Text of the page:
As of June 10, students at McGill will be able to use their preferred, rather than legal, name on unofficial documents such as McGill ID cards, class lists, student advising transcripts, and exam rosters.
However, students’ legal name will still be used on official documents, used by organizations outside of McGill. According to McGill’s website, these documents include official university transcripts, reports to government, letters of attestation, diplomas and certificates, and tuition fee e-bills.
McGill Registrar Kathleen Massey announced the change in an email to staff on June 6. “The University intends to phase in the use of students’ preferred first name in information systems and on all unofficial University documents over the course of the 2013-2014 academic year.”
Since 2006, students have been able to indicate a preferred name on Minerva, which appeared in parentheses next to their legal name on class lists. However, this name did not appear on any other University documents.
According to Massey’s email, approximately 11 per cent of students at McGill use a preferred first name. This includes students who wish to be addressed by nicknames or middle names, but the new policy change is “of special benefit to [trans*] and gender non-conforming students whose legal first name does not match their gender identity or presentation.”
This policy change does not extend to the MyCourses or Minerva online portals. Although students may create an email alias – allowing their email to appear as “email@example.com” – they still need to log into the online portals using their legal first name.
“There is a relatively complex technical reason for this and the University is working to introduce changes that will, if successfully implemented, result in the preferred first name being used in all the systems mentioned and…also…within MyCourses,” Massey wrote in an email to The Daily.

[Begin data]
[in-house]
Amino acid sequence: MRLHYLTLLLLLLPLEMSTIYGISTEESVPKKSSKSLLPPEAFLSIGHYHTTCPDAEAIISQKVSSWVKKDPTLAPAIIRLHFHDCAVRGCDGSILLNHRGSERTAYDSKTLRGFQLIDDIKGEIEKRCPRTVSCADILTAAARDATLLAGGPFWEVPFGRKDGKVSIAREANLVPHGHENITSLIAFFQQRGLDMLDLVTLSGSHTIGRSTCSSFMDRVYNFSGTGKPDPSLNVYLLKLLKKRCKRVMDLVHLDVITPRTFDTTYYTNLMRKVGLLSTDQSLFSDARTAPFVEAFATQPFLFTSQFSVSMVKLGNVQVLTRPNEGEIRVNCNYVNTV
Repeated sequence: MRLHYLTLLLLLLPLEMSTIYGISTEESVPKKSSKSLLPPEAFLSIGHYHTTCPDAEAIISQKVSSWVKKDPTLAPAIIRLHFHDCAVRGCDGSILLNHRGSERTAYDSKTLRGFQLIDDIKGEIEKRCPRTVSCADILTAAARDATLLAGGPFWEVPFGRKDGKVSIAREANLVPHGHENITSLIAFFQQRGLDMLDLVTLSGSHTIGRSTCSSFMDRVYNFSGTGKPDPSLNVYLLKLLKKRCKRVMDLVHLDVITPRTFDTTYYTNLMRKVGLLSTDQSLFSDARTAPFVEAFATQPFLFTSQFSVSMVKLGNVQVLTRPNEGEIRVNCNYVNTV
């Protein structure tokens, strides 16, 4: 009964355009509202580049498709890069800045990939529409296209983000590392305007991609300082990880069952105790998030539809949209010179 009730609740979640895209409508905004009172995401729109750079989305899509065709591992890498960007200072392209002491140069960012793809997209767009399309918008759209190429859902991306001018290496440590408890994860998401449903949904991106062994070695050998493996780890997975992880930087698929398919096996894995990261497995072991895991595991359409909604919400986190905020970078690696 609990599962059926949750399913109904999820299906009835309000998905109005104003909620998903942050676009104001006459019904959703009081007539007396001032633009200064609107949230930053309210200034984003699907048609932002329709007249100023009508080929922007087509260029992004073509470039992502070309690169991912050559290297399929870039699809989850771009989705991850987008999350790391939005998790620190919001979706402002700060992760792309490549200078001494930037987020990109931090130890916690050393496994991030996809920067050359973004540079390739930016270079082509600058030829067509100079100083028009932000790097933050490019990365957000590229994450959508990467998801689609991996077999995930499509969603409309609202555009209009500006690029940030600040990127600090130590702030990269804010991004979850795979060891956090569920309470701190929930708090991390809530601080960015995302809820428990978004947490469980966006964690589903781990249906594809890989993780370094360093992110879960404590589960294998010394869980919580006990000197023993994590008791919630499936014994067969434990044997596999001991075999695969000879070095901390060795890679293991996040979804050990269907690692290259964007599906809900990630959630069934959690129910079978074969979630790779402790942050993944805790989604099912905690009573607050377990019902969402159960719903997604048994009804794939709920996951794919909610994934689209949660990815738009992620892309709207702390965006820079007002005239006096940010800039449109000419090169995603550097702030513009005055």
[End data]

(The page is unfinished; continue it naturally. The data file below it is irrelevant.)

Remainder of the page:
There are other areas that the policy change does not cover. Postal mail from McGill – which, Massey noted, usually consists of official documentation such as a transcripts, a confirmation of enrolment, or a diploma – will still bear the legal name.
According to Gabrielle Bouchard, the Peer Support and Trans Advocacy Coordinator at the Centre for Gender Advocacy, the use of a legal name on postal mail can be problematic. “This point is super important because [housing], especially shared [housing], can be a significant place of outing for [trans*] people and can lead to dangerous situations,” Bouchard wrote to The Daily in an email.
Students may also incur additional charges by changing the name on their ID card. McGill will only waive the $25 replacement fee for students changing their preferred name before September 30, 2013.
According to Bouchard, Concordia and University of Toronto both waive ID card replacement fees for students who wish to change their preferred name – and do not have a time limit.
“The need for one to change their name is not frivolous and helping them by not charging a fee for this would be great,” Bouchard wrote. “It would go a long way to help [trans*] and gender non-conforming students who are often marginalized and in precarious situations.”
Concordia’s preferred name policy – nearly identical to McGill’s, but without the fees – has been in place for the past school year after Ben Boudreau, a student, fought to have his preferred name displayed on university documents.
According to Bouchard, the newly implemented preferred name change policy at Concordia has been a success.
“Since that policy [at Concordia] has been implemented, we have not had people coming to the [CGA] requiring help to find strategies on how to [live] their academic life with the dichotomy between their legal name and their name of common usage which was much more common before,” Bouchard wrote in an email to The Daily. “Now, they … go about their lives without worry of being outed at least because of their student identity.”
Despite problems with official mail, online portals, and ID card fees, Bouchard praised McGill’s policy change as a “positive step”.
Although this policy makes it easier to use a preferred name in a university setting, Quebec is one of the strictest provinces when it comes to changing a legal name. The Directeur de l’état civil requires evidence that the preferred name has been used for at least five years, and applications are processed on a case-by-case basis.
Quebec is also the most expensive province for name changes – it sometimes can cost over $500 when administrative and application costs are factored in. In addition, changing one’s legal name is also not always desired or possible.